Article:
Violations Under More Than One Policy

If a report alleges behavior which may violate more than one University policy, the offices responsible for administering the applicable policies will work together to determine how and when the processes under each applicable policy will proceed.

Statement on Expression

Wake Forest University is committed to diversity, inclusion, and the spirit of Pro Humanitate, and it strives to provide an environment conducive to understanding, fostering, and nurturing the values of mutual respect, dignity, responsibility, and open communication. Free speech and peaceable assembly are basic requirements of a university as a center for free inquiry and the search for knowledge and insight.

The University is committed to providing all students the right to openly dissent and to speak, write, listen, challenge, protest, and learn. Though the vibrant exchange of ideas may become contentious, such interactions, as part of the University’s educational mission, can lead to changed perspectives, advanced knowledge, and informed action.

The rights afforded to students in this statement have limitations and involve a concurrent obligation on the part of students to maintain on the campus an atmosphere conducive to scholarly pursuits and to respect the rights of all individuals, including the right to be free of harassment or other behavior that diminishes a person’s or group’s dignity and which is prohibited under the Code of Conduct. Moreover, the exercise of these rights may not disrupt or obstruct the functions of the University or imminently threaten such disruption or obstruction.

Definitions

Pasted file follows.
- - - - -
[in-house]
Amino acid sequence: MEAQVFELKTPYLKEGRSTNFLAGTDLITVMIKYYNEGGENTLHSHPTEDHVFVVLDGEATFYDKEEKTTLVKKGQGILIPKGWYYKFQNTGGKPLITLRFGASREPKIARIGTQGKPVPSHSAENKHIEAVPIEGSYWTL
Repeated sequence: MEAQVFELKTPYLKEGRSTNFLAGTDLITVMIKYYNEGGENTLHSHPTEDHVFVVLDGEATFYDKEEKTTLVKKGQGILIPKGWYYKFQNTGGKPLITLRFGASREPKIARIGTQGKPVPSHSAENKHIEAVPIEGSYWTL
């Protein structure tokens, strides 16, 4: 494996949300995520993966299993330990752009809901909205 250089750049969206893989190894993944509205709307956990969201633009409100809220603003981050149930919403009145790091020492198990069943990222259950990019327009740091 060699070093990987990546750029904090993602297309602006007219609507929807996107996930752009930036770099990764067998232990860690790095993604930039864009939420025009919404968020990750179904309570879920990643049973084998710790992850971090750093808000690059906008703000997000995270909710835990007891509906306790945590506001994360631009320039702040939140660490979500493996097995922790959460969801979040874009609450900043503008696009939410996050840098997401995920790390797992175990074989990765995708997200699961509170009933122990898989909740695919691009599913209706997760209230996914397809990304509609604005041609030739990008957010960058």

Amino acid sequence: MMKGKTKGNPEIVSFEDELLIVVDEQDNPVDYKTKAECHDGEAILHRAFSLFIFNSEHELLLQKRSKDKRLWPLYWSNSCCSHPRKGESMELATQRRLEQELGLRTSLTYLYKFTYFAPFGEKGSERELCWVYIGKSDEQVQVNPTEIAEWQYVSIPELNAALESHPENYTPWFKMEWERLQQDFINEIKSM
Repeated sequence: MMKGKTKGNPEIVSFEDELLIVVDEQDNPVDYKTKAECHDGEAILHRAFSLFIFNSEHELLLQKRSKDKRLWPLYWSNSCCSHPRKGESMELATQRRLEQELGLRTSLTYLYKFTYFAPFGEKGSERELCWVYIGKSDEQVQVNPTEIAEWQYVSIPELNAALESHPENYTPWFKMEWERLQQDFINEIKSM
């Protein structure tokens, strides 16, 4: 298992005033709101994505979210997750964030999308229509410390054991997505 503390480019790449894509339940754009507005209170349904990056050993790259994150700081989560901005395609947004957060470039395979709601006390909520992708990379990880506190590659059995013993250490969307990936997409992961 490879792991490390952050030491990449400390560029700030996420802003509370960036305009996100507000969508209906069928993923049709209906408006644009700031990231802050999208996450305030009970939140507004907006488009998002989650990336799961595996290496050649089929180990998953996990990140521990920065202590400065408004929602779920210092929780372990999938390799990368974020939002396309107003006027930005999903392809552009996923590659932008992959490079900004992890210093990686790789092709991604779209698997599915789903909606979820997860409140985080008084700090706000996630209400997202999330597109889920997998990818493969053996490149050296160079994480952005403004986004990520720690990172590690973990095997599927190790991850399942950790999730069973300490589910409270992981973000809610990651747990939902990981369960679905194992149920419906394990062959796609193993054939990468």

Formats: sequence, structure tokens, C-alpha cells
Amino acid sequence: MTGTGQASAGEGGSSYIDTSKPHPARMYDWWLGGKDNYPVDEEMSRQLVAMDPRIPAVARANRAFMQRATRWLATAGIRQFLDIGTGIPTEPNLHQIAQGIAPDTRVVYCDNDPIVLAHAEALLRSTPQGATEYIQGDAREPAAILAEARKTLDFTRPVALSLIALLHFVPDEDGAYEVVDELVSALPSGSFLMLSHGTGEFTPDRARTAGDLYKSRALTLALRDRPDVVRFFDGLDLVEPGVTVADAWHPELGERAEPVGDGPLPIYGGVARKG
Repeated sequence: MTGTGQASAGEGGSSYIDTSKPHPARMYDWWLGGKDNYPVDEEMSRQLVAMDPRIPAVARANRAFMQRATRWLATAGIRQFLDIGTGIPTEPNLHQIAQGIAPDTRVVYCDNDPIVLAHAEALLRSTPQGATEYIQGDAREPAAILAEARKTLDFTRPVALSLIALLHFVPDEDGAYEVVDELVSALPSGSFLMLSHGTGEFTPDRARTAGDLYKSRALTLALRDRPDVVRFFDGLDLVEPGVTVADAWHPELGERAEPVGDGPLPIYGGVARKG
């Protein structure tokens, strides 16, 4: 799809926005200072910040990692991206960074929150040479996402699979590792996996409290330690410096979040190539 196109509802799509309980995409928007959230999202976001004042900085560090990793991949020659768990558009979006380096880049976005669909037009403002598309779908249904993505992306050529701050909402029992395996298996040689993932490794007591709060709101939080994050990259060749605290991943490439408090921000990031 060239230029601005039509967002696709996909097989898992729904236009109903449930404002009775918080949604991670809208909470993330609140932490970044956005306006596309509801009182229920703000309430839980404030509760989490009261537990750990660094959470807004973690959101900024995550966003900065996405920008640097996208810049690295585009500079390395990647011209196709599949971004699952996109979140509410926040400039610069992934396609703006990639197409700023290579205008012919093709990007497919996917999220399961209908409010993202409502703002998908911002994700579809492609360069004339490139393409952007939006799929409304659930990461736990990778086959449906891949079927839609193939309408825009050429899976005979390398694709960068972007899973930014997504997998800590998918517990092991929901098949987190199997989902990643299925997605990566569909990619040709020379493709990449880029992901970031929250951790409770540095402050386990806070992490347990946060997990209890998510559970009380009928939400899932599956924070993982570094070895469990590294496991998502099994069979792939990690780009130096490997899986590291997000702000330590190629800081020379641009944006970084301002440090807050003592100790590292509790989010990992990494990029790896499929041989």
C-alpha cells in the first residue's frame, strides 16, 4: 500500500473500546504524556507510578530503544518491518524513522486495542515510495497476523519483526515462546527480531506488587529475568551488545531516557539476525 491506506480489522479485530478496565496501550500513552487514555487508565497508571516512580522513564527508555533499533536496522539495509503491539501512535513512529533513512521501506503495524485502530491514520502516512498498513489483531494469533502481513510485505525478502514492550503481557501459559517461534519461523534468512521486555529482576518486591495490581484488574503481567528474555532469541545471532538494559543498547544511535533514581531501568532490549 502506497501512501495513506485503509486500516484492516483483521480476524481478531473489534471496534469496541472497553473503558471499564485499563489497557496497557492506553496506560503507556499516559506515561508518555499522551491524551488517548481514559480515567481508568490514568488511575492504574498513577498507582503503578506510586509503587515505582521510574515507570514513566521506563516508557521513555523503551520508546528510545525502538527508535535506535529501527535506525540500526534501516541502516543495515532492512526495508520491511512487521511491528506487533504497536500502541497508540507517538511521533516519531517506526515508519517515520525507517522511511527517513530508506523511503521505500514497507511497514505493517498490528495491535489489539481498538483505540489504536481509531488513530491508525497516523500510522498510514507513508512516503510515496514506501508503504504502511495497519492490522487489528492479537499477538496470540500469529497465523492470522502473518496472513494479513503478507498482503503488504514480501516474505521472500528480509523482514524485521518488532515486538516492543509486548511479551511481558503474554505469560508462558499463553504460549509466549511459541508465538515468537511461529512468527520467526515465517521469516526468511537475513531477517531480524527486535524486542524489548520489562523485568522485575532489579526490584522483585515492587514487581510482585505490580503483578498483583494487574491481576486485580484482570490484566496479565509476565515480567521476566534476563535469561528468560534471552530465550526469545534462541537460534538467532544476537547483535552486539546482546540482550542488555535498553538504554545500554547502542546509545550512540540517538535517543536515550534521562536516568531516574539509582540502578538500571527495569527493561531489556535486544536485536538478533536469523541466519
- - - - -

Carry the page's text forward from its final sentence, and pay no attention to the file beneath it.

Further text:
University” or “Wake Forest” refers to Wake Forest University and includes all offices, departments, agencies, schools, colleges, auxiliaries, and affiliates.

Student” includes all persons taking undergraduate courses at the University, either full-time or part-time. Persons who withdraw after allegedly violating the Code of Conduct, who are not officially enrolled for a particular term but who have a continuing relationship with the University or who have been notified of their acceptance for admission are considered “Student” as are persons who are living in University residence halls, although not enrolled in this institution. This Student Code does apply at all locations of the University, including all study away and study abroad campuses.

Faculty” refers to persons who hold an academic appointment, whether tenured, tenure track or non-tenure track, or full or part-time.

University Official” refers to any person employed (e.g., Resident Advisers) or retained (e.g., food service staff) by the University, performing assigned administrative or professional responsibilities.

Business day” describes any day of the week, Monday through Friday, excluding University holidays or other official closures.

Judicial Council” refers to the body established to hear appeals of Honor and Ethics Council hearings and Formal Resolutions.

Honor and Ethics Council” refers to the body established to hear alleged violations of academic misconduct.

Conduct Officer” includes any person or persons authorized by the Dean of Students to manage conduct cases and to administer Formal or Informal Resolution processes.

Conduct Panel” or “Panel” includes the group of individuals who hear cases of alleged student and/or organizational misconduct within the Formal Resolution process. The composition of the conduct panel is determined by the Conduct Officer. A “Panel Member” refers to an individual on a conduct panel.

Investigator” includes any individual(s) authorized by the Dean of Students to conduct investigations of alleged violation(s) of standard(s) of behavior.

Organization” refers to the collective of any number of persons who have complied with the requirements for recognition by the University as a registered Organization. Additionally, “Organization” also refers to the collective of any number of students who act as an organization, even if not officially registered, including those who proclaim themselves as a group, act in the name of a group, or hold themselves out to be a group. Organization

Preponderance of the evidence” indicates information which, when taken as a whole, would lead a reasonable person to conclude it is more likely than not or less likely than not a violation occurred.